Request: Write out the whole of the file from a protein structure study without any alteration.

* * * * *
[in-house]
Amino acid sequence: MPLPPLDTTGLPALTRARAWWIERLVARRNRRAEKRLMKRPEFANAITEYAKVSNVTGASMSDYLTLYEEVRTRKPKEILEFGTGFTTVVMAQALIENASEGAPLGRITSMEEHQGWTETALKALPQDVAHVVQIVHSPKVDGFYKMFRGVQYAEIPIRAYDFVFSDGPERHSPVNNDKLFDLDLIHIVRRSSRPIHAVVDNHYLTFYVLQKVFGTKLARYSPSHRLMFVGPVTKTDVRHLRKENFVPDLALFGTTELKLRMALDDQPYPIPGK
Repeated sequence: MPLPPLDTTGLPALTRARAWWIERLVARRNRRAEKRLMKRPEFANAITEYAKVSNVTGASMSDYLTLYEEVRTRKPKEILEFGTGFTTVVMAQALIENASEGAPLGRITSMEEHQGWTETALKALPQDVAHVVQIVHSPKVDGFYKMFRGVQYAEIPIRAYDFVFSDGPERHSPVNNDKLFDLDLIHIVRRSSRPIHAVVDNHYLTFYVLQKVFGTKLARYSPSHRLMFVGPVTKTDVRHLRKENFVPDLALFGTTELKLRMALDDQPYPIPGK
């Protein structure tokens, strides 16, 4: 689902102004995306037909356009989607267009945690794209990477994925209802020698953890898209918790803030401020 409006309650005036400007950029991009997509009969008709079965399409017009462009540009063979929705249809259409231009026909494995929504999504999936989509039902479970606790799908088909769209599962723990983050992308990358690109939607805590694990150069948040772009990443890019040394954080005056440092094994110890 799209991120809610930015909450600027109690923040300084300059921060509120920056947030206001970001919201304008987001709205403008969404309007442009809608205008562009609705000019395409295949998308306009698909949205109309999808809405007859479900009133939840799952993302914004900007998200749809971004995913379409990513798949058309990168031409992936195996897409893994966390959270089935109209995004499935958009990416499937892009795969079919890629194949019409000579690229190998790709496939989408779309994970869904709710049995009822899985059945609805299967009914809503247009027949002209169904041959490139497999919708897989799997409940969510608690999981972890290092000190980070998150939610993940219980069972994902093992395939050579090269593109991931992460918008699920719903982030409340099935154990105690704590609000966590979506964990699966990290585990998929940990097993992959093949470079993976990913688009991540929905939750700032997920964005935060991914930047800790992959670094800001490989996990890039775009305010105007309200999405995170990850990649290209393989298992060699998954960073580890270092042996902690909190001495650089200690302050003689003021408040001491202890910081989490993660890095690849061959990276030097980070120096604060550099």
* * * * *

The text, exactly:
[in-house]
Amino acid sequence: MPLPPLDTTGLPALTRARAWWIERLVARRNRRAEKRLMKRPEFANAITEYAKVSNVTGASMSDYLTLYEEVRTRKPKEILEFGTGFTTVVMAQALIENASEGAPLGRITSMEEHQGWTETALKALPQDVAHVVQIVHSPKVDGFYKMFRGVQYAEIPIRAYDFVFSDGPERHSPVNNDKLFDLDLIHIVRRSSRPIHAVVDNHYLTFYVLQKVFGTKLARYSPSHRLMFVGPVTKTDVRHLRKENFVPDLALFGTTELKLRMALDDQPYPIPGK
Repeated sequence: MPLPPLDTTGLPALTRARAWWIERLVARRNRRAEKRLMKRPEFANAITEYAKVSNVTGASMSDYLTLYEEVRTRKPKEILEFGTGFTTVVMAQALIENASEGAPLGRITSMEEHQGWTETALKALPQDVAHVVQIVHSPKVDGFYKMFRGVQYAEIPIRAYDFVFSDGPERHSPVNNDKLFDLDLIHIVRRSSRPIHAVVDNHYLTFYVLQKVFGTKLARYSPSHRLMFVGPVTKTDVRHLRKENFVPDLALFGTTELKLRMALDDQPYPIPGK
């Protein structure tokens, strides 16, 4: 689902102004995306037909356009989607267009945690794209990477994925209802020698953890898209918790803030401020 409006309650005036400007950029991009997509009969008709079965399409017009462009540009063979929705249809259409231009026909494995929504999504999936989509039902479970606790799908088909769209599962723990983050992308990358690109939607805590694990150069948040772009990443890019040394954080005056440092094994110890 799209991120809610930015909450600027109690923040300084300059921060509120920056947030206001970001919201304008987001709205403008969404309007442009809608205008562009609705000019395409295949998308306009698909949205109309999808809405007859479900009133939840799952993302914004900007998200749809971004995913379409990513798949058309990168031409992936195996897409893994966390959270089935109209995004499935958009990416499937892009795969079919890629194949019409000579690229190998790709496939989408779309994970869904709710049995009822899985059945609805299967009914809503247009027949002209169904041959490139497999919708897989799997409940969510608690999981972890290092000190980070998150939610993940219980069972994902093992395939050579090269593109991931992460918008699920719903982030409340099935154990105690704590609000966590979506964990699966990290585990998929940990097993992959093949470079993976990913688009991540929905939750700032997920964005935060991914930047800790992959670094800001490989996990890039775009305010105007309200999405995170990850990649290209393989298992060699998954960073580890270092042996902690909190001495650089200690302050003689003021408040001491202890910081989490993660890095690849061959990276030097980070120096604060550099």